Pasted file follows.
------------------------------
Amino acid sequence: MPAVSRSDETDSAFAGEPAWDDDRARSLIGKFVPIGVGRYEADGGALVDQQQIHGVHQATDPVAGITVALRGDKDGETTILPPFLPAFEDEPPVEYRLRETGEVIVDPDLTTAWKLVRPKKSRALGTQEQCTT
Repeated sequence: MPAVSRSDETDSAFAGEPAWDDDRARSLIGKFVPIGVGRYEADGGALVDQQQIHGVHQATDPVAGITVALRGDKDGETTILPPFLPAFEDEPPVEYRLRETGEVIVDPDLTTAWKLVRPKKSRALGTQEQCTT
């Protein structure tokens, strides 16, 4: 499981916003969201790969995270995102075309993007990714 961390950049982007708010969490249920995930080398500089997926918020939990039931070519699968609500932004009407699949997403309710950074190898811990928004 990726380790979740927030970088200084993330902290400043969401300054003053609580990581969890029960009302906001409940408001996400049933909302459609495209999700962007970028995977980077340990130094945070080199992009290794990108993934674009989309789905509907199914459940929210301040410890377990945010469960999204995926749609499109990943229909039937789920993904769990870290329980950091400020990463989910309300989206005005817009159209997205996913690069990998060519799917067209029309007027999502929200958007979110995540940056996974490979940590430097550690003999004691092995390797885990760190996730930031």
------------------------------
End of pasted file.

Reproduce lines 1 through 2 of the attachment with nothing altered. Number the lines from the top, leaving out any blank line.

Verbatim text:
Amino acid sequence: MPAVSRSDETDSAFAGEPAWDDDRARSLIGKFVPIGVGRYEADGGALVDQQQIHGVHQATDPVAGITVALRGDKDGETTILPPFLPAFEDEPPVEYRLRETGEVIVDPDLTTAWKLVRPKKSRALGTQEQCTT
Repeated sequence: MPAVSRSDETDSAFAGEPAWDDDRARSLIGKFVPIGVGRYEADGGALVDQQQIHGVHQATDPVAGITVALRGDKDGETTILPPFLPAFEDEPPVEYRLRETGEVIVDPDLTTAWKLVRPKKSRALGTQEQCTT